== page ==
The set of facts, then, that we have is the list of oscilloscope readings, dates of astronomical observations, etc that we have compiled. It is a giant list of facts. Let's call this set of facts Set A. With a rather small set of assumptions, we can then generate a rather minimal theory that gets us to an interpretation of Set A that suggests "the fact of evolution". This answers objection 1: we now have a set of facts and a theory accounting for those facts. The second objection, though is met with the following reply: "Great, provide your own accounting for the facts in Set A." They need not use the same assumptions as above. They just need to provide something that explains the facts as well and do so even if we withhold portions of the facts and then see how well the theory fitted without those facts still explains them. Or generate new facts and see how well those fit. The unfortunate thing here is that, even with the claim that knowledge of the world prior to the Fall is inaccessible to naturalistic methods or human reason absent divine revelation, they can't come up with theories that work as well to explain the facts. They are handwaving them away.

Now, of course, as Orthodox believers, we assent to all the truths that the Orthodox Church teaches. There is then a new strategy: we have a second set of facts, namely, the dogmatic assertions of the Orthodox Church. They say all the holy elders and all the Fathers of the Church taught young earth creationism. My point here, though, is that this is not, it turns out, a fact. It is an interpretation in light of a theory that requires certain assumptions and then into which they insert the facts, just as the 4.5 billion year old earth is not a fact. We can take as the atomic facts, perhaps, the manuscripts we have of Genesis, the writings of the Holy Fathers (and Mothers) of the Church, and the manuscripts of the pronouncements of church synods. And whatever other facts of this type that you may think of. We can call that Set B. The YEC "Rose" crowd, then, notes that, while they do not have a satisfactory model for A, they do have a satisfactory model for B and it is the only acceptable model for B. As such, they do not need to account for set A.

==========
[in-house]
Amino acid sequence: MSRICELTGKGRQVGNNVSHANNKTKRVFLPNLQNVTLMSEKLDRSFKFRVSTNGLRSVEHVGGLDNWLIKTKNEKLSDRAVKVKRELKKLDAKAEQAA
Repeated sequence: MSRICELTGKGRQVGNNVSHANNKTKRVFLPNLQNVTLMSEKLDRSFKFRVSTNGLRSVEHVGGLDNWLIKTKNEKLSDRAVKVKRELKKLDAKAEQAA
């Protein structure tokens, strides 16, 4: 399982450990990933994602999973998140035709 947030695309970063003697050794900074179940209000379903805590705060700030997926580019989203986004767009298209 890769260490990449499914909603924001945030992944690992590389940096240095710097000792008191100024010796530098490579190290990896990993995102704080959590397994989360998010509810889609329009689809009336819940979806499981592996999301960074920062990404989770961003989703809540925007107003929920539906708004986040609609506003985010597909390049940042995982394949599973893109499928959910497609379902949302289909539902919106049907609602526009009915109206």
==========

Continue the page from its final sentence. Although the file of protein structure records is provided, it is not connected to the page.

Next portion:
So far, I should not be saying anything controversial. Sure, there are thing to quibble with, like what I mean by "explaining" the facts. However, I hope we can pass over those quibbling details, because what matters here is the big picture about the two different stances. One group says that they have a set of assumptions and theories that gives a consistent explanation of set A. The other group says that they have a set of assumptions and theories that gives a consistent explanation of set B.

Here is my problem: I think the first group, the one that has a reasonable explanation for Set A can have a reasonable enough explanation for Set B - it doesn't catch all of the nuances, but it does not go outside the borders that we cannot go outside of, though it has to admit that many things are still left unknown. Fortunately, the Church itself strongly suggests that these issues of origins are somewhat shrouded in mystery, so that suggests a perfect explanation of B is not really obligatory.

Here is my other problem: the second group has immense difficulties with set A and I don't think the Church warrants sufficient confidence in their assumptions for set B to swallow the difficulties with A. It only really works well if you're going to deny that any knowledge of the physical world by naturalistic means is possible - which is a line of argument that has been used. This is already getting fairly long, so that will have to be part 2.